You and your wife, Gwendolyn, launched Seize sur Vingt during a pretty dire time in men’s style—the height of the casual-Friday movement. It seems the American man these days is educating himself on some finer points and dressing better. Are you giving yourself a bit of credit?
For the most part, the developments have been in our favor. I don’t think we influenced anything, but we definitely benefited from the timing. It was just the buzz going around. The upgrade of the casual wardrobe gradually trickled into the formal wardrobe. Men started wearing suits more, and we just got lucky, because we were just then developing our suits.
After a second Wall Street film and a post-economic collapse, what overall sartorial grade would you give the finance world?
In general, it’s still not very good. Low B’s, on average. Lucky for us, there’s so many professionals out there who really are dressing better; some of them are clients of ours. But on average? Less than half of those Wall Street guys have changed.
Style-wise, what’s the one thing you wish men would do better?
The fit memo. It seems like a lot of guys haven’t gotten it. In terms of sea change, the fits are better, but a lot of guys still seem a bit body-conscious. Suits are still too boxy and guys wear shirts that blouse out. You’d think that they would have gotten the memo by now. The thing is, you don’t have to spend a ton money: Just concentrate on fit.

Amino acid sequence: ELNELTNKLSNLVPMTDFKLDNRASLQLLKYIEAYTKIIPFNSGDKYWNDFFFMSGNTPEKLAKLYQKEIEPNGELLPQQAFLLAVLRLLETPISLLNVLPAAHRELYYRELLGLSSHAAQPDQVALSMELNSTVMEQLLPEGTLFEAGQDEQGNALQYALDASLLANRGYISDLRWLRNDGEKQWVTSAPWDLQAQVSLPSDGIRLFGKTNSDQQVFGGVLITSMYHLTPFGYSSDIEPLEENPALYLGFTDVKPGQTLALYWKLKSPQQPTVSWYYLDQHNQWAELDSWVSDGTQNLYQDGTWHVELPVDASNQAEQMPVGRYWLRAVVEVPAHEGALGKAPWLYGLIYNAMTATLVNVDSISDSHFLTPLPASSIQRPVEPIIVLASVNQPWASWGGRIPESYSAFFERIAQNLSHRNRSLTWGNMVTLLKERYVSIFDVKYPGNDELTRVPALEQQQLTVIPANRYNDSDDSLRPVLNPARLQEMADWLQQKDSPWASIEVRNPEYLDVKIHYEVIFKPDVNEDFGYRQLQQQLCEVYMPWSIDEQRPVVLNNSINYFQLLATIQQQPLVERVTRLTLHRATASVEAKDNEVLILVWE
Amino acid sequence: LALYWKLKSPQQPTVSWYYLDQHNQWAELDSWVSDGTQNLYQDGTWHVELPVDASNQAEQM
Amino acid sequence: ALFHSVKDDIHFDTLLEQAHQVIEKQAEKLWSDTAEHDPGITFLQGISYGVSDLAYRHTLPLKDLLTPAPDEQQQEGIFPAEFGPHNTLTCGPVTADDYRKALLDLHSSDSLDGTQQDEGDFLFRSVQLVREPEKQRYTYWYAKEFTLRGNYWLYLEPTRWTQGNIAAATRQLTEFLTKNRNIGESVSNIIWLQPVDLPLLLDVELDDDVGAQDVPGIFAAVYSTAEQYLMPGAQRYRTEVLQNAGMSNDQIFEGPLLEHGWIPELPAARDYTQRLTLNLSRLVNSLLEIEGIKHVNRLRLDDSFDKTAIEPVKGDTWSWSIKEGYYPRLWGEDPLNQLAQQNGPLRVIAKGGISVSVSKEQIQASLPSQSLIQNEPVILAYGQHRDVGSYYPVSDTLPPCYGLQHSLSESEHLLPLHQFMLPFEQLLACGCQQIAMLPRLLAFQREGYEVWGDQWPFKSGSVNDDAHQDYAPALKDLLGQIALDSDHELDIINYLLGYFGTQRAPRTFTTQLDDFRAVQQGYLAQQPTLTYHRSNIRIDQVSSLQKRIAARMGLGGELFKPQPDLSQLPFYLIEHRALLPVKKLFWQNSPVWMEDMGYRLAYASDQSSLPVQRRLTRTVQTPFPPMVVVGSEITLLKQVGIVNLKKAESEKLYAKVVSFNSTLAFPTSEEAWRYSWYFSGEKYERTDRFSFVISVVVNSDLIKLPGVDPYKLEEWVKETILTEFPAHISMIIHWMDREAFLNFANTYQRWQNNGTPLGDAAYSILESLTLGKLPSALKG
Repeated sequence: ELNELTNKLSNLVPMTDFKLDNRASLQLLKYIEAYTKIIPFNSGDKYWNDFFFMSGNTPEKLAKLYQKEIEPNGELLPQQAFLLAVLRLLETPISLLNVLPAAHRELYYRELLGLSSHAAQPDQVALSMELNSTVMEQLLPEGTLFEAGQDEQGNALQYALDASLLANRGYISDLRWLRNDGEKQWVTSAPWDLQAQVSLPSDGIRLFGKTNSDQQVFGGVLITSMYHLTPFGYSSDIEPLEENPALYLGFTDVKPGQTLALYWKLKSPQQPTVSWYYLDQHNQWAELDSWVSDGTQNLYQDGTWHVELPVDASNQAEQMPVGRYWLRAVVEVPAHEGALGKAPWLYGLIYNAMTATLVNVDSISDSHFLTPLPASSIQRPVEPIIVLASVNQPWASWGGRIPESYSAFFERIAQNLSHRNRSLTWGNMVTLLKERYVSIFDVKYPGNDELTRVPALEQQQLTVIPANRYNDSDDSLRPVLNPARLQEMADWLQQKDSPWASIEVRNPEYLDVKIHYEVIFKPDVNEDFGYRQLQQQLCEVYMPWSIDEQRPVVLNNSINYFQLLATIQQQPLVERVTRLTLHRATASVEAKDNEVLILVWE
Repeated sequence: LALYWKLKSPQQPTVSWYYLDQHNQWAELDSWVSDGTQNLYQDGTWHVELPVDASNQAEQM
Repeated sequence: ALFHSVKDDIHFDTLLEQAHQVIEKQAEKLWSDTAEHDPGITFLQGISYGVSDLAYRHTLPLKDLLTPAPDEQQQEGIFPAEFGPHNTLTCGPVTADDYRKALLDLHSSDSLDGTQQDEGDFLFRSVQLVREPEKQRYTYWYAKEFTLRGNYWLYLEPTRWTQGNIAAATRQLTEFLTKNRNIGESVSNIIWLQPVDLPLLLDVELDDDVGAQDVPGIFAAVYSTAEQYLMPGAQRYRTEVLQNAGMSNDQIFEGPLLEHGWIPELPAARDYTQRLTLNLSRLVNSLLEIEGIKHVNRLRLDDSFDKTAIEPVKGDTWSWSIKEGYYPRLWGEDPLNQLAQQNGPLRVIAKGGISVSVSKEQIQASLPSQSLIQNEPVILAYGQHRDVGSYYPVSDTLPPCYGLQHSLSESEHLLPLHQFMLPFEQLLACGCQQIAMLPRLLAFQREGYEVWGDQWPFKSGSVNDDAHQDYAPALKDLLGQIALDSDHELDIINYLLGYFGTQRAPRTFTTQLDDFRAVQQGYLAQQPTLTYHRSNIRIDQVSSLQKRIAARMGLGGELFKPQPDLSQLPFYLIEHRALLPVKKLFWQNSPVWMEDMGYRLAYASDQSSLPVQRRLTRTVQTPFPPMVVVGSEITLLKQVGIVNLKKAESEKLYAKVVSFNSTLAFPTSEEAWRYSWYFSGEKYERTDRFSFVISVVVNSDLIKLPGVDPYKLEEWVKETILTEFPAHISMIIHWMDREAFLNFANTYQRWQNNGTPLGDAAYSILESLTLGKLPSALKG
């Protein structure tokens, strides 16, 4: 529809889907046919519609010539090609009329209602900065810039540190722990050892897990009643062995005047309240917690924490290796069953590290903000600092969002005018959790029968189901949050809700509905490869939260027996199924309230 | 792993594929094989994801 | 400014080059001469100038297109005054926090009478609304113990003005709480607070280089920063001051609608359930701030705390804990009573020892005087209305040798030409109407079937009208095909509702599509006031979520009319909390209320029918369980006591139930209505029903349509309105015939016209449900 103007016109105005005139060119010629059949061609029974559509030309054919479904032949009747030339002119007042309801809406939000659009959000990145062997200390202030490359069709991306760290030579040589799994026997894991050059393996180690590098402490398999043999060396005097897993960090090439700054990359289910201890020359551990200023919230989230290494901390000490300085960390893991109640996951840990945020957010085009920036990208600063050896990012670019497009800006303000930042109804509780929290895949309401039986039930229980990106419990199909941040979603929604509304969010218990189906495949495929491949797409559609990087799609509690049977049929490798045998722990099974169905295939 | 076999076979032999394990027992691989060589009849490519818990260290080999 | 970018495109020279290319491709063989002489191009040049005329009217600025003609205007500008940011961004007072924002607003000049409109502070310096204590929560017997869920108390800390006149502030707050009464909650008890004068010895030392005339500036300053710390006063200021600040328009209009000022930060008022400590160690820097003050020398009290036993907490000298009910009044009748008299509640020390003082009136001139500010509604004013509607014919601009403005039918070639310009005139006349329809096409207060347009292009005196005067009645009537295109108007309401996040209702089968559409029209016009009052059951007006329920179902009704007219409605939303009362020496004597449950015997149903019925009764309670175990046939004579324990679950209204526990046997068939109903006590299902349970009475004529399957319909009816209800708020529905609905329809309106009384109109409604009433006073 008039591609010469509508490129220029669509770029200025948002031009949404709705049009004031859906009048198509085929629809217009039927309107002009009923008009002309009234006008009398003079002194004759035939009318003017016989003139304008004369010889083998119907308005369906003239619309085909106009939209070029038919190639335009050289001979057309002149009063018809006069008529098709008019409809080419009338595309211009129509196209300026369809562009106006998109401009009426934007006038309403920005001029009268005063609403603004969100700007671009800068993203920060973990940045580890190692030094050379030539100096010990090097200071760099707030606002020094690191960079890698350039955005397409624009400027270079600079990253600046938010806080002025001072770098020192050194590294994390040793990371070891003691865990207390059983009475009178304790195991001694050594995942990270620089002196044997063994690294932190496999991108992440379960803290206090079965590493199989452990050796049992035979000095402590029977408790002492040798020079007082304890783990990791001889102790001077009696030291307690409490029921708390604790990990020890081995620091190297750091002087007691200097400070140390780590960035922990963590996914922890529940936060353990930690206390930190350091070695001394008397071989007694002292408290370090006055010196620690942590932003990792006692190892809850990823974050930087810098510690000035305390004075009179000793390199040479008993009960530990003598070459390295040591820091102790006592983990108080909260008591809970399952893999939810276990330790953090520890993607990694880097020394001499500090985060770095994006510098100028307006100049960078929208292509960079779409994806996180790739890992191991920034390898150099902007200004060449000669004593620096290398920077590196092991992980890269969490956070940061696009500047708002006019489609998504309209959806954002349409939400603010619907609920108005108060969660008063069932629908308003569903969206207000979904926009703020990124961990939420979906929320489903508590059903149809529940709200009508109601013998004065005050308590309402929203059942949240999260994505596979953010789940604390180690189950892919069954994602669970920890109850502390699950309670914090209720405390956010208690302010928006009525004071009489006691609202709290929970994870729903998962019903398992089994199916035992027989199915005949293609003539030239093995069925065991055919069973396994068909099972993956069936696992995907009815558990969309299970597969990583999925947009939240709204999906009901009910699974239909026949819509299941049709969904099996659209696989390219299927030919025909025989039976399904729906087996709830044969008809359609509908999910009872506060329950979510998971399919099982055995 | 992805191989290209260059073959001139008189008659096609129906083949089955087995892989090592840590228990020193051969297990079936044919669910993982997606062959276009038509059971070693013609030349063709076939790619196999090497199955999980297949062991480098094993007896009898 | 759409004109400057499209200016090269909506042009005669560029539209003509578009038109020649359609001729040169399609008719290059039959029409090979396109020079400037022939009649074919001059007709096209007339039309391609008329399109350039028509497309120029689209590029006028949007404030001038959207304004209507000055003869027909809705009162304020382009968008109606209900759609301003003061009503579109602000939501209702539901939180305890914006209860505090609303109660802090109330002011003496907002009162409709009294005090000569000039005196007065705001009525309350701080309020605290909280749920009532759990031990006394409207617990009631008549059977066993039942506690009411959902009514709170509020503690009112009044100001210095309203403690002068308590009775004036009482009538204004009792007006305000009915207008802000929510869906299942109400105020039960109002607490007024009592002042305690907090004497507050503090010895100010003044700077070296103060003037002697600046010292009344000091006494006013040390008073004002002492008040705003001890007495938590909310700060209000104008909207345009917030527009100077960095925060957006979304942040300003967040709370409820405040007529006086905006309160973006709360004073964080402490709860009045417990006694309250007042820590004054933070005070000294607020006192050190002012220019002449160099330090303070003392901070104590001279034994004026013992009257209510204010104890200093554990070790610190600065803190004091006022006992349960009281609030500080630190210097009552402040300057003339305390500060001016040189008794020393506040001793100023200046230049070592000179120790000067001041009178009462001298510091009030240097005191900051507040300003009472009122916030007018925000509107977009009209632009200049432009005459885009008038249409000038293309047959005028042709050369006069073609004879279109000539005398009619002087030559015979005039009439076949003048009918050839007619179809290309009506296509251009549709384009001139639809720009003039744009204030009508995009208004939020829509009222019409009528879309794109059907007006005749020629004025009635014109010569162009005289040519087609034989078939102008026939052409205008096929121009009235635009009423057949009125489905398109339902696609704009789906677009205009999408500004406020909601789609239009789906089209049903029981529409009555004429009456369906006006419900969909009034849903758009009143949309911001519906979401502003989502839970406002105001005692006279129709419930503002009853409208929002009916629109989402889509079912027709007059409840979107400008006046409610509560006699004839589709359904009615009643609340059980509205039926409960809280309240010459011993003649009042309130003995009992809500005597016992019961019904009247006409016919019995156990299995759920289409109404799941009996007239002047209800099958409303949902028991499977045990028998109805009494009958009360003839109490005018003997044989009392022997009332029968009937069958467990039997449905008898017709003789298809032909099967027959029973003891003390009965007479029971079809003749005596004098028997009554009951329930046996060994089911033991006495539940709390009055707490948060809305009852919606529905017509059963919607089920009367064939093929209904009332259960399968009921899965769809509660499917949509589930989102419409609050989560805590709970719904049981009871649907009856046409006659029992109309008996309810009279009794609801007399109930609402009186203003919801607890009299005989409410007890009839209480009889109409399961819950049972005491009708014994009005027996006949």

When you started, were you choosing fabrics and patterns based on personal taste, or did you have a specific customer in mind?
In the beginning we just tried to design with what we wanted or liked; hopefully, if we liked it, then someone else would, too. It seemed too difficult to imagine designing for a fictional person at the time. My wife and I still design to our tastes but some things don’t work. For example, my complexion doesn’t work with a lot of colors, but we still do colors. I can’t wear yellow but some guys look great in yellow, so we use it. We do imagine a lifestyle concept. It’s kind of how you imagine yourself, or how you’d ideally like to imagine yourself.
How does your Plaza Hotel store differ from your Soho location? How do you target that different customer?
The aesthetics are fairly similar, as is the clientele. When we first started the Plaza store, we thought it would be more upscale, more blingy; but after Lehman Brothers collapsed it’s settled down to pretty much the same demographic. We don’t get a lot of tourists.
But that coincides with your appeal, no? You want to be sought out, limited in some way?
It’s a catch-22: You can’t be too proud of being tiny. It’s a difficult transition to gracefully appeal to your core customers while continuing to grow. We definitely would like to get bigger, but it has to be organic.